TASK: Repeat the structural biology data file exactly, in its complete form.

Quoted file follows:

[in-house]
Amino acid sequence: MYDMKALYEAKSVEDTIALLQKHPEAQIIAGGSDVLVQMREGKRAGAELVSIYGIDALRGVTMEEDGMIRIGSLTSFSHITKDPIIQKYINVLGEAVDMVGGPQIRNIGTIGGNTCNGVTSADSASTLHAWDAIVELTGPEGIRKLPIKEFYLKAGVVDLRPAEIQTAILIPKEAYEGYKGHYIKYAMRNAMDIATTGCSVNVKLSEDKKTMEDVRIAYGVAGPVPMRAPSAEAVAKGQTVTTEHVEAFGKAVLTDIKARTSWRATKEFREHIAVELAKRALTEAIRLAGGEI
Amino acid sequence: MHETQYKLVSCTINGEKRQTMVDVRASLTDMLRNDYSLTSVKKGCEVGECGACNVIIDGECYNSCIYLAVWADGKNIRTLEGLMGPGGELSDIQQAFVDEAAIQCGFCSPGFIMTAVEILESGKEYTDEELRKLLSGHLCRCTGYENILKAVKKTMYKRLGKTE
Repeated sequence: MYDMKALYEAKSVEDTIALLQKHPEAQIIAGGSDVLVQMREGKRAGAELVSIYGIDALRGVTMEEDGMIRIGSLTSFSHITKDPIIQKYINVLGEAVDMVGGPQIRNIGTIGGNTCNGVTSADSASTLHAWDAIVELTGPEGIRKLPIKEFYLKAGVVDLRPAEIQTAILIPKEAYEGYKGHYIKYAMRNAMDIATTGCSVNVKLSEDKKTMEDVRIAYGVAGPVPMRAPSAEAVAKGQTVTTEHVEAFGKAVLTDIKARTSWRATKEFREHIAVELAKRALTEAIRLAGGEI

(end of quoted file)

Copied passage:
[in-house]
Amino acid sequence: MYDMKALYEAKSVEDTIALLQKHPEAQIIAGGSDVLVQMREGKRAGAELVSIYGIDALRGVTMEEDGMIRIGSLTSFSHITKDPIIQKYINVLGEAVDMVGGPQIRNIGTIGGNTCNGVTSADSASTLHAWDAIVELTGPEGIRKLPIKEFYLKAGVVDLRPAEIQTAILIPKEAYEGYKGHYIKYAMRNAMDIATTGCSVNVKLSEDKKTMEDVRIAYGVAGPVPMRAPSAEAVAKGQTVTTEHVEAFGKAVLTDIKARTSWRATKEFREHIAVELAKRALTEAIRLAGGEI
Amino acid sequence: MHETQYKLVSCTINGEKRQTMVDVRASLTDMLRNDYSLTSVKKGCEVGECGACNVIIDGECYNSCIYLAVWADGKNIRTLEGLMGPGGELSDIQQAFVDEAAIQCGFCSPGFIMTAVEILESGKEYTDEELRKLLSGHLCRCTGYENILKAVKKTMYKRLGKTE
Repeated sequence: MYDMKALYEAKSVEDTIALLQKHPEAQIIAGGSDVLVQMREGKRAGAELVSIYGIDALRGVTMEEDGMIRIGSLTSFSHITKDPIIQKYINVLGEAVDMVGGPQIRNIGTIGGNTCNGVTSADSASTLHAWDAIVELTGPEGIRKLPIKEFYLKAGVVDLRPAEIQTAILIPKEAYEGYKGHYIKYAMRNAMDIATTGCSVNVKLSEDKKTMEDVRIAYGVAGPVPMRAPSAEAVAKGQTVTTEHVEAFGKAVLTDIKARTSWRATKEFREHIAVELAKRALTEAIRLAGGEI